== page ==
Jackie Kay

You might forget the exact sound of her voice
Or how her face looked when sleeping.
You might forget the sound of her quiet weeping
Curled into the shape of a half moon,

When smaller than her self, she seemed already to be leaving
Before she left, when the blossom was on the trees
And the sun was out, and all seemed good in the world.
I held her hand and sang a song from when I was a girl -

Heil Ya Ho Boys, Let her go Boys
And when I stopped singing she had slipped away,
Already a slip of a girl again, skipping off,
Her heart light, her face almost smiling.

And what I didn't know or couldn't see then
Was that she hadn't really gone.
The dead don't go till you do, loved ones.
The dead are still here holding our hands.

Jackie Kay

Jackie Kay (pictured, left, preparing to read at the launch party for Julia Darling's Apology for Absence) was born in Edinburgh in 1961, to a Scottish mother and a Nigerian father.

The experience of being adopted by and growing up withing a white family inspired her first collection of poetry, The Adoption Papers, which won a Scottish Arts Council Book Award, the Saltire Society Scottish First Book of the Year Award and a commendation by the Forward Poetry Prize judges in 1992.

The Adoption Papers was followed by Other Lovers and Off Colour. Her poems have appeared in many anthologies, and she has written widely for stage and television.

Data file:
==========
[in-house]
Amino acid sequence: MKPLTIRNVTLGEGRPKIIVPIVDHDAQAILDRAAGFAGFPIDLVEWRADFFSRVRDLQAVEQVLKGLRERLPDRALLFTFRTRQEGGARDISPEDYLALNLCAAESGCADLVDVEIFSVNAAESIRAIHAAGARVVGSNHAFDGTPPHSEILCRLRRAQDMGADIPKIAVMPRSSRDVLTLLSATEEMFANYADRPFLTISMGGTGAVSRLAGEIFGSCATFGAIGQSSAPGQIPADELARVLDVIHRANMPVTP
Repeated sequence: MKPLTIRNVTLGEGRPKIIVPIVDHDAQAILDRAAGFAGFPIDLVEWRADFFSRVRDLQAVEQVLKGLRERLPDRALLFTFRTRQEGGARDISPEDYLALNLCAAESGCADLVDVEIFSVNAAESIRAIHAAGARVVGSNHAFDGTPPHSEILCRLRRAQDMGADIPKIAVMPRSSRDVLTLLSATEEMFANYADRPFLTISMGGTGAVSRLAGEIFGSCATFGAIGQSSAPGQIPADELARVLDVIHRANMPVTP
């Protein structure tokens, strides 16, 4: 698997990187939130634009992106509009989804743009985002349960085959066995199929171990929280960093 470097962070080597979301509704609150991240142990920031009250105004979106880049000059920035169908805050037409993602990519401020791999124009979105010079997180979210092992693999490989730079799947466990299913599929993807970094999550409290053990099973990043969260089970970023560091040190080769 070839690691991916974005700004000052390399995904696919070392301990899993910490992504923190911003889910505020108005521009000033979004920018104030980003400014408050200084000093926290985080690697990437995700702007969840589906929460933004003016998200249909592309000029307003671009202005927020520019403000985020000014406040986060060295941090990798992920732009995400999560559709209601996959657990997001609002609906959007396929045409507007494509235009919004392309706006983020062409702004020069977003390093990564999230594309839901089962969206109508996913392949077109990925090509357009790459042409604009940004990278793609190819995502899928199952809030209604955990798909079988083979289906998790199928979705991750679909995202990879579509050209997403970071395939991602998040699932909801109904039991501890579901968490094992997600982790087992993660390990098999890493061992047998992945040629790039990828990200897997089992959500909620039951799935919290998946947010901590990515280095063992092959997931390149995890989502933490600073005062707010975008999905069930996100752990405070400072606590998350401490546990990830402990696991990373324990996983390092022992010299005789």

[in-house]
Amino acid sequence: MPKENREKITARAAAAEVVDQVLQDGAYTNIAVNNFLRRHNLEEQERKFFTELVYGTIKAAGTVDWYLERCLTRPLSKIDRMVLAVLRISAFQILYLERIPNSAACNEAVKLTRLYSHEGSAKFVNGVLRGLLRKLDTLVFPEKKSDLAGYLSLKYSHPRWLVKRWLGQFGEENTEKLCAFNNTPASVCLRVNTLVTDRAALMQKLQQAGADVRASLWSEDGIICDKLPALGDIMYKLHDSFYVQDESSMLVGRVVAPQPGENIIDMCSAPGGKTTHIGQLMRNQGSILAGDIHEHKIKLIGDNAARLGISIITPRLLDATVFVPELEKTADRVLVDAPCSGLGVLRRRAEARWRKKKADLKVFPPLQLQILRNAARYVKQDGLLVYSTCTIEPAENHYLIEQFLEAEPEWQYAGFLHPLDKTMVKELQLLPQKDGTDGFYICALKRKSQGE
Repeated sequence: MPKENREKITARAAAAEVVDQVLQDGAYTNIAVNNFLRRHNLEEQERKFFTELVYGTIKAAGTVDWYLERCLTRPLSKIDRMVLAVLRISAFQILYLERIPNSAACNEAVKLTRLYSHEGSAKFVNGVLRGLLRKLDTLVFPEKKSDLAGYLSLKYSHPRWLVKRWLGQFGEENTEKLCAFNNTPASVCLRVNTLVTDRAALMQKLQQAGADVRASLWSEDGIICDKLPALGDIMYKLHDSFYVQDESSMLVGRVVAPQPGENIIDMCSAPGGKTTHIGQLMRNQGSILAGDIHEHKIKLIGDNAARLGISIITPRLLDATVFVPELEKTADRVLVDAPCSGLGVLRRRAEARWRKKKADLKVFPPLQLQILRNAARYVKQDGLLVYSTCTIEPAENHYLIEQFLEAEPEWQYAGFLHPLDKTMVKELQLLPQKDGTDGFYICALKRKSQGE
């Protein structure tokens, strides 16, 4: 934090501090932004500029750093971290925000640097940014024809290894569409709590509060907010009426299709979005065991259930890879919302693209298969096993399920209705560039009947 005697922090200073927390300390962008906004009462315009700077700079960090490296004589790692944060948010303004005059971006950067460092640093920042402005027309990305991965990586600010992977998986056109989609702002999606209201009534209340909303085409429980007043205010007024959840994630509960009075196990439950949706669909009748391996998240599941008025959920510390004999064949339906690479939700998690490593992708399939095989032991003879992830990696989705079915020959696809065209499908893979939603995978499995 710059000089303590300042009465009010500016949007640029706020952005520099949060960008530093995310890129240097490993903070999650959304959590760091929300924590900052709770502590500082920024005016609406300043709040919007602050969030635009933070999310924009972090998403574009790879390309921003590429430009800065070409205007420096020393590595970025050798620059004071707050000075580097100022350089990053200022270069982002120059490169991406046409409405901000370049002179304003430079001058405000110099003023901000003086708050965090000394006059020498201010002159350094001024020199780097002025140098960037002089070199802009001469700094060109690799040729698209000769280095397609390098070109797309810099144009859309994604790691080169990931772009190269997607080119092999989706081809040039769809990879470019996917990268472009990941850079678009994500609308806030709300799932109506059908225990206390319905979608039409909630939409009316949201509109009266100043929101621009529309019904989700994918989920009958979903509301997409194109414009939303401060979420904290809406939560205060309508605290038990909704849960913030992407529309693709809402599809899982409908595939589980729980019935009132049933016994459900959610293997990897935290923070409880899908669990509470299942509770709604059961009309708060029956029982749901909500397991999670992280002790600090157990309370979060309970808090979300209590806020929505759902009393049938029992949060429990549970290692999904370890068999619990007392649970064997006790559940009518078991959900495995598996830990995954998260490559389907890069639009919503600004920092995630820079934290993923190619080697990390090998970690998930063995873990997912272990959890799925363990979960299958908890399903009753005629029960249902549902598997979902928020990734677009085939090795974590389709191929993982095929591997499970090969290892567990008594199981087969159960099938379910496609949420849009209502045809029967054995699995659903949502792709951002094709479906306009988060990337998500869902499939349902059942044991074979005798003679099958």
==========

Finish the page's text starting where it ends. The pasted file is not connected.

Her first novel, Trumpet, published in 1998, was awarded the Guardian Fiction Prize and was shortlisted for the International IMPAC Dublin Literary Award. She has also published two collections of short stories, Why Don't You Stop Talking and Wish I Was Here (2006), a novel for children, Strawgirl and, in 2005, a further collection of poetry, Life Mask.

Jackie Kay lives in Manchester. In 2006, she was awarded an MBE for services to literature. She has been keeping a blog for the Poetry Society, and has just finished editing Julia Darling's weblog for Radio 4.


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© Jackie Kay: used with permission.
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This page last updated 29th November 2006